January 26, 2024-
The Wilderness Land Trust recently accepted a donation of 45 acres on the slopes of Blanca Peak, removing the last private property from the peak.
Blanca Peak stands at over 14,300 feet just outside of the Sangre de Cristo Wilderness in southern Colorado. But the peak is also known by another name, one that predates the Spanish descriptor of its near-vertical white slopes by centuries.
For the Dinè, or Navajo, the peak is Sisnaajiní. It is one of the four corners marking the boundary of the Dinetah, the traditional Dinè homeland, along with three other sacred mountains— Dibé Nitsaa in the north (Hesperus Mountain in the La Plata Mountain range of Colorado), Doko’o’osliid in the west (Humphrey Peak in the San Francisco Peaks of Northern Arizona), and Tsoodzil in the south (Mt. Taylor Peak, west of Albuquerque, New Mexico).
More than just a location marker, Sisnaajiní is known as an internal compass, orienting one’s mind and physical presence on earth. Like the sun rising in the east, Sisnaajiní represents thought, the place where each day, and each action, begins. It was a gift from the Holy People to the Dinè: “When the Holy People had assembled the things with which to dress the East mountain, they traveled by way of a sunbeam and rainbow beam to decorate Sisnaajiní. The Holy People dressed Sisnaajiní with a perfect white shell for positive thoughts and thinking. Then the Holy People ran a bolt of lighting through a sacred mountain to fasten the East mountain to our Mother Earth.” (Navajopeople.org)
Beginning in the 1890s the slopes of Blanca Peak were mined for silver and gold, the mining claims eventually leading to a number of private inholdings surrounded by National Forest, some with a road leading to them. When the Sangre de Cristo Wilderness was designated in 1993, a strip of land along the Huerfano River where the access road runs, was excluded from the wilderness area, cutting it in two.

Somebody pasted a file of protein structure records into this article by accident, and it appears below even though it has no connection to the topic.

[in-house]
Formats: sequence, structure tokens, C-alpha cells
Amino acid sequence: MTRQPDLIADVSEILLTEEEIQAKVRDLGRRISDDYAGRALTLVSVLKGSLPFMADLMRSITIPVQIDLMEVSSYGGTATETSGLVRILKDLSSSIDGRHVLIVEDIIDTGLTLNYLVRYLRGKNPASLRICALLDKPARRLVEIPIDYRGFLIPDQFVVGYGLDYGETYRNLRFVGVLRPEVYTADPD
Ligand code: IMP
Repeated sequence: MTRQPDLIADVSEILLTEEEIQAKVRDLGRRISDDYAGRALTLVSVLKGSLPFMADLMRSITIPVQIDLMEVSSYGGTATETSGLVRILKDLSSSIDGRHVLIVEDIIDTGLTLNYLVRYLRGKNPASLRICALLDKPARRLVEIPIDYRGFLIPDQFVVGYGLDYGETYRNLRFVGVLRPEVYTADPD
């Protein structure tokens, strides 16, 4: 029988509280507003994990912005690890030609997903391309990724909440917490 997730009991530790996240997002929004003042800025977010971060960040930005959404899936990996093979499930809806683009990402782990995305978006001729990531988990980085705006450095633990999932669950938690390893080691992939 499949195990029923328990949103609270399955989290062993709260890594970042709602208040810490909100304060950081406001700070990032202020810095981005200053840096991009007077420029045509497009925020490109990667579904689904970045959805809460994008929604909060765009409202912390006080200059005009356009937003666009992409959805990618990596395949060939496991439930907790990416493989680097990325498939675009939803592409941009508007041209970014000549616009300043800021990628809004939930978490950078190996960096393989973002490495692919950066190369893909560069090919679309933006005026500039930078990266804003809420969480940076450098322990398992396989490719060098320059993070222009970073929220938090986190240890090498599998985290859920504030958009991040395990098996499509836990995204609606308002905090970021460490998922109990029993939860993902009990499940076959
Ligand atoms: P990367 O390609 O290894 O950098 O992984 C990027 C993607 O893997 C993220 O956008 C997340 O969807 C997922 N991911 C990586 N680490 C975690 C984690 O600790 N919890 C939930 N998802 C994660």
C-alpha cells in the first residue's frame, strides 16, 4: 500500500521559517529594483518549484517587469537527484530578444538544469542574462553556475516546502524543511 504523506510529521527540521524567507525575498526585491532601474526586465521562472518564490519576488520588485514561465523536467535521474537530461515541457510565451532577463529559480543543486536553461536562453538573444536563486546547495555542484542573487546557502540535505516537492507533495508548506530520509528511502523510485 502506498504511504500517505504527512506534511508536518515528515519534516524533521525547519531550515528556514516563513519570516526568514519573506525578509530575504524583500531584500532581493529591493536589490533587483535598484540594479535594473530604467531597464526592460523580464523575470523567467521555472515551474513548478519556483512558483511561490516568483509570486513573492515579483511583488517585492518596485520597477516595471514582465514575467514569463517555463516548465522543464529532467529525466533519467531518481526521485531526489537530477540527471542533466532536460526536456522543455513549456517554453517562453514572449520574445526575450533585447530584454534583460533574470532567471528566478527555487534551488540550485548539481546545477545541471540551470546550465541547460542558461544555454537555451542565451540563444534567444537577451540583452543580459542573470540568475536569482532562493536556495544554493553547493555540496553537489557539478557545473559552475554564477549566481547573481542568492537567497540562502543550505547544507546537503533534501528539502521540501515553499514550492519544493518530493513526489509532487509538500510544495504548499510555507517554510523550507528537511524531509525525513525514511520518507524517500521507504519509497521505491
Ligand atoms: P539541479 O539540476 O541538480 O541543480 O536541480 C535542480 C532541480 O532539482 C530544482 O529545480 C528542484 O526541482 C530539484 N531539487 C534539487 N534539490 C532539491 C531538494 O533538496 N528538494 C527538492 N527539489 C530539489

While hiking into the nearby Lily Lake for a fishing trip in the early 2000s, David Carrick of Boulder, CO fell in love with the area, and after discovering how many private properties were still spread throughout it, he began buying them. Inspired by his love for public lands, David had a company helping to facilitate land transfers, and through one was able to transfer all but six of the private properties on Blanca Peak to public ownership. With a road leading to them, the remaining properties had a high risk of development, and David was approached with interest to buy them and develop them with cabins. But David, and his wife Pamela, chose a different path. Instead they donated the remaining six Blanca Peak properties to The Wilderness Land Trust. “I wasn’t familiar with the Trust previously, but as I started looking into them and understanding how they work, we felt confident that if we handed the properties over to them, they would be able to hold them until they could become public lands, which is what we wanted to see,” says David.
Thanks to the generosity of David and Pamela, and their commitment to seeing the landscape around Blanca Peak unified as public lands, the Trust has now begun the work of transferring the properties to the National Forest. With it no longer providing access to the private properties, the hope is that the road running along the Huerfano River can be converted to a trail, and someday the fracture through the wilderness area can be closed. With the last private properties removed, this sacred mountain is protected, ensuring it is open for future generations of Dinè for cultural and spiritual practices, as well as future generations of mountaineers inspired by its challenging climb.